Social media deception campaigns are growing more sophisticated.
Deals are being downsized, postponed and offered cheaper than planned. Is the IPO market freezing up?
Amgen announced yesterday that its new chronic heart failure drug ivabradine had been granted fast track status by the FDA. The company said the fast track designation, which is for drugs that treat serious conditions and fill an umet medical need, will aid the development and speed the review of the drug.
Adtech firm Collective has long been rumored to be a candidate for an IPO. So when we got a chance to visit CEO Joe Apprendi in his midtown office recently, we put the question directly to him.
As with all CEOs who are considering taking their companies public, he dodged the question but admitted it was a consideration.
"We want to be one of those companies that can meet and beat expectations when we do decide to public, if that’s the best path," he said. He says Collective’s finances are approaching the level of "predictability" that allows companies to thrive when they sell stock on the open market.
Currently, Apprendi says, the company is doing about $200 million a year in net revenues. It’s also profitable, and Apprendi is fond of joking that unlike his rivals in the adtech business, his company actually pays taxes because of it.
Collective has just over 400 employees and will move offices to the old New York Times building in Times Square in the next few months in order to accommodate their growth. “We intend to organically double in size every three to four years,” Apprendi says. About half the company’s global staff are in New York.
That puts Collective at the same level as AppNexus, Turn, Kenshoo and Pubmatic, which all have about 400 staffers or more. If headcount is a proxy for the size of their client portfolios, then all those companies would be bigger than Rubicon Project, which went public with about 315 employees.
Collective counts 76 of the top 100 advertisers as clients buying digital media across a range of venues and formats. Their accounts grow at about 30% per year, Apprendi says.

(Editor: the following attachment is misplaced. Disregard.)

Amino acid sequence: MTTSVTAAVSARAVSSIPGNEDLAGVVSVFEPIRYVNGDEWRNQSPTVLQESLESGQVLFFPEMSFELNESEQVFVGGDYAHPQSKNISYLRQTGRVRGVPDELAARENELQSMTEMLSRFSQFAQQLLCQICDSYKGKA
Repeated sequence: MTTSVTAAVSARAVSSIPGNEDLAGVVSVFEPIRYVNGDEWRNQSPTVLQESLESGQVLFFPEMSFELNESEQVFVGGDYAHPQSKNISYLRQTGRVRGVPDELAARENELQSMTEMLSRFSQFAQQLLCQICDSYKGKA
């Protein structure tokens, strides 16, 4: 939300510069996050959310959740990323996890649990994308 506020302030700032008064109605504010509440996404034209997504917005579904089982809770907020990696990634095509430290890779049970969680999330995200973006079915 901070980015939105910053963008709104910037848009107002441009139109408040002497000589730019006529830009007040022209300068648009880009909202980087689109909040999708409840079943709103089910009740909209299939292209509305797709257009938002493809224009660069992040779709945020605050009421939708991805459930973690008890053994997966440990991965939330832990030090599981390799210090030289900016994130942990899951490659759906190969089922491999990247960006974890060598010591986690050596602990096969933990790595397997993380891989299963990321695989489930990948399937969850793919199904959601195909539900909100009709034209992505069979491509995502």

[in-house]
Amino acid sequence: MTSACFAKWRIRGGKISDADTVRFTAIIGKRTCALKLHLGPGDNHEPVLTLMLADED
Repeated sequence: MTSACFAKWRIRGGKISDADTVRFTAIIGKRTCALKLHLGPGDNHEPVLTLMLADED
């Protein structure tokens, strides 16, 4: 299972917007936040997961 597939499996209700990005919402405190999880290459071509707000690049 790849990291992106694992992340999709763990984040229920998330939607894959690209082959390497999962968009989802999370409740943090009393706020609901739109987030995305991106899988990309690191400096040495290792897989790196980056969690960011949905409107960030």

Bitcoin is most often discussed as a volatile digital currency, with a value that seesaws depending on the latest news — good and bad. It’s beloved by some, derided by others. But where Bitcoin’s real value lies is as a payments technology that has the potential to revolutionize the legacy payments industry.
Bitcoin offers merchant and individuals an extremely low-cost, virtually frictionless payments system. Value can easily be transferred around the world without transmitting sensitive information that could be used for fraud, and without forcing merchants to pay extortionate transaction fees.
But, while the emergence of Bitcoin brings with it numerous advantages, it also faces incredible hurdles.
In a new report from BI Intelligence, we explain how Bitcoin works, from the moment when local currency is exchanged for bitcoins, to the moment when it reaches the electronic wallet of a receiving party. We look at the key advantages of Bitcoin compared to the legacy players in the payments industry and examine the challenges that Bitcoin faces as a payment network.
Here are some of the key elements from the report:
In full, the report:
If you’ve been paying any attention to the news coming out of San Francisco, you’ve heard about the clash between the wealthy tech elite and the people getting evicted from their homes because of gentrification in the city.
Although the issue in San Francisco now focus mainly on housing, there’s also an underlying sentiment that many of the startups in the area are getting millions of dollars to work on trivial projects, using technology not to change the world, but to create yet another selfie app.
Meanwhile, Hannah Wright is on a mission to encourage the tech talent on the other side of the country to do something more meaningful. Significance Labs, which Wright co-founded with Parker Mitchell and Bill Cromie in February, is giving six New York City techies the opportunity to focus on building products that help solve real problems for the people who need it the most: Those 25 million American families living on less than $25,000 a year.